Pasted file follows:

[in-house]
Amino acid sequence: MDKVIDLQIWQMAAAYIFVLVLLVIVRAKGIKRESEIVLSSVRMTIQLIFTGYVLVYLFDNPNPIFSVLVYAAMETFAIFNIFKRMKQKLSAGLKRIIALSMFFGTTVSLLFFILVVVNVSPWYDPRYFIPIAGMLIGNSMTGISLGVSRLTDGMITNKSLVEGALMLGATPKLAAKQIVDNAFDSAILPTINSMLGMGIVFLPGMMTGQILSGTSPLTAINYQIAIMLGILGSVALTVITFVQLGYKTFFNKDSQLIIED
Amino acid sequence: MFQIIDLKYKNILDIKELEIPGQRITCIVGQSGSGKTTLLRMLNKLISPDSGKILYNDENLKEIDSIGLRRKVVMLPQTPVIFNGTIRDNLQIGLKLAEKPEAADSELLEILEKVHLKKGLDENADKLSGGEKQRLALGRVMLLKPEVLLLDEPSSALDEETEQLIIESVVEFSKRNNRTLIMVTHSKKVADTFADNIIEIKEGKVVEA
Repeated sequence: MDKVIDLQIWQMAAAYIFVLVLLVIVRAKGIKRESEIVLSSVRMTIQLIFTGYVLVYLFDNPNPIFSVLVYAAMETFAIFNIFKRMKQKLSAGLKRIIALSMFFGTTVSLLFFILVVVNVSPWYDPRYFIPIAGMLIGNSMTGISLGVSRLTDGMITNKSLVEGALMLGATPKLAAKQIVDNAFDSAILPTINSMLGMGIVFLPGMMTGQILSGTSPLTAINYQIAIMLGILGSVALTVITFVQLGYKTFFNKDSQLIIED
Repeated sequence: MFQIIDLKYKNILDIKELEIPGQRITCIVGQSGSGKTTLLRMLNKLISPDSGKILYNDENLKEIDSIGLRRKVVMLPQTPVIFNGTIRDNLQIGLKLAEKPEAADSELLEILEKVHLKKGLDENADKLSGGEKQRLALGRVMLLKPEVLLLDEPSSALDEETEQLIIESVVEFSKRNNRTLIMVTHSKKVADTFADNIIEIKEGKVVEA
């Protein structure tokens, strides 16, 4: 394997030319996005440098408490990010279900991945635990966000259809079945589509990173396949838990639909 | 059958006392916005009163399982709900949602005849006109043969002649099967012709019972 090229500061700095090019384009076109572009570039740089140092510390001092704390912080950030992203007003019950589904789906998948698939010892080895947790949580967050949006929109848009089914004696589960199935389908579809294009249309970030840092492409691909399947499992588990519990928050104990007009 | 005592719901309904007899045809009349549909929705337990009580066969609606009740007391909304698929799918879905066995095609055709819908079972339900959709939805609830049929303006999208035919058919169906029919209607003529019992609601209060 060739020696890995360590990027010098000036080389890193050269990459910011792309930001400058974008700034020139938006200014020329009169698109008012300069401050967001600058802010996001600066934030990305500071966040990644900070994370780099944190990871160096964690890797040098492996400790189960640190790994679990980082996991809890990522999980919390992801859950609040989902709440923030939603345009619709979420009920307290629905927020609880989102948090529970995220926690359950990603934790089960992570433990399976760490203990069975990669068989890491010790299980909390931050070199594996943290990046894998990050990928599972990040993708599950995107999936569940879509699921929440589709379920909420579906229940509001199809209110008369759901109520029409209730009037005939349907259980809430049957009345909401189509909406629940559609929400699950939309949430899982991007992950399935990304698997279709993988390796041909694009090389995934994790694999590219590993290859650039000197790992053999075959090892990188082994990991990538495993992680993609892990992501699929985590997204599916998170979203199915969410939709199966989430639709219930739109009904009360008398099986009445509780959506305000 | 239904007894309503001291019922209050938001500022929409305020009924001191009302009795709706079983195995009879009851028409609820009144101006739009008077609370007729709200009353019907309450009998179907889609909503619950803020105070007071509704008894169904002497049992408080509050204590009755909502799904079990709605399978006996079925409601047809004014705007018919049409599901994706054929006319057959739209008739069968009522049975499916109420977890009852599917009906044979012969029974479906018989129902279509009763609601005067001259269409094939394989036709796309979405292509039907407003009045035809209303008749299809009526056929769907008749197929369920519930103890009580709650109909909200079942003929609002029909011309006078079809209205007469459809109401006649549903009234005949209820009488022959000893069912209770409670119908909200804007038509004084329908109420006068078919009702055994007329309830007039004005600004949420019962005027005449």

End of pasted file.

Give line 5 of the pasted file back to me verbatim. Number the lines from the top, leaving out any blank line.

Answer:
Repeated sequence: MFQIIDLKYKNILDIKELEIPGQRITCIVGQSGSGKTTLLRMLNKLISPDSGKILYNDENLKEIDSIGLRRKVVMLPQTPVIFNGTIRDNLQIGLKLAEKPEAADSELLEILEKVHLKKGLDENADKLSGGEKQRLALGRVMLLKPEVLLLDEPSSALDEETEQLIIESVVEFSKRNNRTLIMVTHSKKVADTFADNIIEIKEGKVVEA